Thanks. Jim also left Zuiko 24 and 200 mm lenses; I’m thinking that using these–along with the 50–will be the easiest/best way for Josie to learn: they provide a nice range of wide/normal/telephoto.

    I appreciate your consideration.

  11. Phil says:

    I have an OM-10 that I’ve just pulled out of the loft to start using (not being able to afford a digital SLR). I always thought it was a good camera but never really got the use out of it that it deserved to have. Something I intend to rectify/
    The only thing I’m not sure of is the tripod adapter. With it being such an old camera will any tripod fit, or does it have a specific adapter size? I’d hate to go out and spend money on something that would need to go straight onto ebay without a single use from it.


  12. Gary says:

    Hi Phil:

    The OM-10 will attach to any tripod with a standard 1/4-20 thread, without and adapter.


  13. Nik.C says:

    Some nice OM camera love on here! As a long time owner of an OM-1, I’ve today picked up an OM10 body on Ebay for £5.50 + postage, primarily to utilise the Aperture priority feature, which I use on my Yashica Electro 35’s and my Olympus XA rangefinders. I also use digital SLR when I want to use images quickly, and via a mount adapter I can also use my Olympus lenses, but the actual physical size of my Canon DSLR, especially with a hefty lens, is just counterproductive, by comparison my Om-1 is tiny, has a massive viewfinder which makes focussing easy, and is very solid! As I intend to use it for street shooting, just having one less thing to worry about will make it a lot easier to capture fleeting moments.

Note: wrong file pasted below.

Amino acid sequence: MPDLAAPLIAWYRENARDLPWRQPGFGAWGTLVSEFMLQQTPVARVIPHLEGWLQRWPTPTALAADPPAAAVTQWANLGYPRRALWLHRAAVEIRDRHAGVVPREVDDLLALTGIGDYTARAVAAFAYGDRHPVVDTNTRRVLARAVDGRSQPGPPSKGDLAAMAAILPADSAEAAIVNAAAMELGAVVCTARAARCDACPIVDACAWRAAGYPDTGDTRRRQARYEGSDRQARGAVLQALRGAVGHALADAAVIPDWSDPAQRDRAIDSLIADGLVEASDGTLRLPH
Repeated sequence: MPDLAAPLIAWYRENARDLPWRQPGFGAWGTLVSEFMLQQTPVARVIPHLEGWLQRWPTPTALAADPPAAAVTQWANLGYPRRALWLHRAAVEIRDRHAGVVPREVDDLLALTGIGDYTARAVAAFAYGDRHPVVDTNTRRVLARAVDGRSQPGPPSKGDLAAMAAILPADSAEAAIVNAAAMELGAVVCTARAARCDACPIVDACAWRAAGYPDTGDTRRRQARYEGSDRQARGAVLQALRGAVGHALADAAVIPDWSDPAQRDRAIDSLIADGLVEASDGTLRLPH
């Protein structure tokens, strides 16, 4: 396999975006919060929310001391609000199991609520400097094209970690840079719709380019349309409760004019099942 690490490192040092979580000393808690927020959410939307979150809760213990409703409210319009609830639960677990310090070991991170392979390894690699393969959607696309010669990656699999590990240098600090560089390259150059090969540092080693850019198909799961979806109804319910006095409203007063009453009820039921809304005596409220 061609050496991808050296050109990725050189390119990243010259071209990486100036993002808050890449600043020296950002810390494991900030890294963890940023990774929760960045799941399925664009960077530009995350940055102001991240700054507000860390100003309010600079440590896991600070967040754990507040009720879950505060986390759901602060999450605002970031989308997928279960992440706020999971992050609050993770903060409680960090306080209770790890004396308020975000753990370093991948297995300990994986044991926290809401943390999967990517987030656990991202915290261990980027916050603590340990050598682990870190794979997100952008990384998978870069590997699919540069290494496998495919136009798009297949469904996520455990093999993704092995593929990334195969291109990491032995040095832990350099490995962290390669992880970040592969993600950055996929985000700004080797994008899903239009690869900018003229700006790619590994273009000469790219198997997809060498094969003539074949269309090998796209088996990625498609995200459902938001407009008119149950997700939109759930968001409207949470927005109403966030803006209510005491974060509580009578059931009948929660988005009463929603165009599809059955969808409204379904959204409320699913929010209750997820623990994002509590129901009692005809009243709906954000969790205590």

I seem to be getting Olympus G.A.S. at the moment…..!!

  14. Gary says:

    Well, Olympus GAS is a less severe variety than the general GAS most of us come down with!

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  16. Anna says:

    Hi John,

    I own an OM-10 and am looking into buying an OM1. Are the lenses and the accessories compatible with each other?


    Ps.: Great article

  17. Gary says:

    Yes, all the OM-series lenses that work with the OM-10 will work just as well on the OM-1 or other models in the OM line.

  18. Stephen Ives says: